- New research from the University of Cambridge suggests China is once again a dominant jurisdiction for bitcoin mining
- China’s government banned crypto mining operations throughout the country in June 2021, citing environmental concerns
New data on global bitcoin mining released by the Cambridge Centre for Alternative Finance (CCAF) on Tuesday suggests China has reemerged as one of the world’s leading bitcoin mining hubs.
The research, obtained in collaboration with mining pools BTC.com, Poolin, ViaBTC and Foundry, reveals how China is now placed second behind the US almost a year after the Chinese government cracked down on major domestic operations.
China has re-emerged as a major mining hub to lead ahead most with a 21.1% mining capacity followed by Kazakhstan (13.22%), Canada (6.48%) and Russia (4.66%). The US, meanwhile, has firmly established itself as a leader with a 37.84% share of total hash rate activity.
Data relating to bitcoin’s total global hash rate – the network’s aggregate computing power – was recorded for the period September 2021 to January 2022.
The CCAF’s latest research suggests a rebound in China’s hash rate is the result of clandestine operations – resulting in a sudden surge back to 30.47 exahashes per second (EH/s) in September 2021.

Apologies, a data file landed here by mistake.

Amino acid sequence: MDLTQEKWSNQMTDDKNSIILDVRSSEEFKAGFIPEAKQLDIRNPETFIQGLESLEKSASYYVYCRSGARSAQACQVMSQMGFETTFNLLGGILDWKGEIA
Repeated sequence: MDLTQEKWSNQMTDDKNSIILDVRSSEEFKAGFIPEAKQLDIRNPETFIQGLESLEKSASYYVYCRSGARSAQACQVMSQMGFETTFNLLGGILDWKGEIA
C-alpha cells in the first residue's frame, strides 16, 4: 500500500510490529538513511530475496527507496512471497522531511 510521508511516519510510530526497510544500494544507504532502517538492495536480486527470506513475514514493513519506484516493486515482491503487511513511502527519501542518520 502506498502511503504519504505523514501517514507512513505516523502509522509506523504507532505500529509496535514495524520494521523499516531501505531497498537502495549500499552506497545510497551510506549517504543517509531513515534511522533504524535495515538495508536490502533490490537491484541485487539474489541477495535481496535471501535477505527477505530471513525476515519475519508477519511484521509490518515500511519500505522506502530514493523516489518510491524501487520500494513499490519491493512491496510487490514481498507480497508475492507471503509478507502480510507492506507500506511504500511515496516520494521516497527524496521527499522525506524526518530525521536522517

“Access to off-grid electricity and geographically scattered, small-scale operations are among the major means used by underground miners to hide their operations from authorities and circumvent the ban,” the research notes.
In May of last year, China’s State Council of the People’s Republic of China, a cabinet-level administrative organization, began ordering various provinces throughout the country to prepare to cease mining operations altogether.
A month later, former mining hotspot Qinghai, a province in the country’s north, became one of the first jurisdictions to close down all of its crypto mining operations. Other provinces duly followed suit under direction from the Chinese Communist Party, citing environmental concerns.
Shortly after, China’s total share of the global bitcoin hash power fell to near 0% – a statistic reflecting the exodus of major mining operations, previously based in the country, seeking more favorable jurisdictions.
“The effect of the Chinese crackdown is an increased geographic distribution of hashrate across the world, which can be considered a positive development for network security and the decentralized principles of Bitcoin,” Michel Rauchs, digital assets lead at the CCAF wrote in a note in October.
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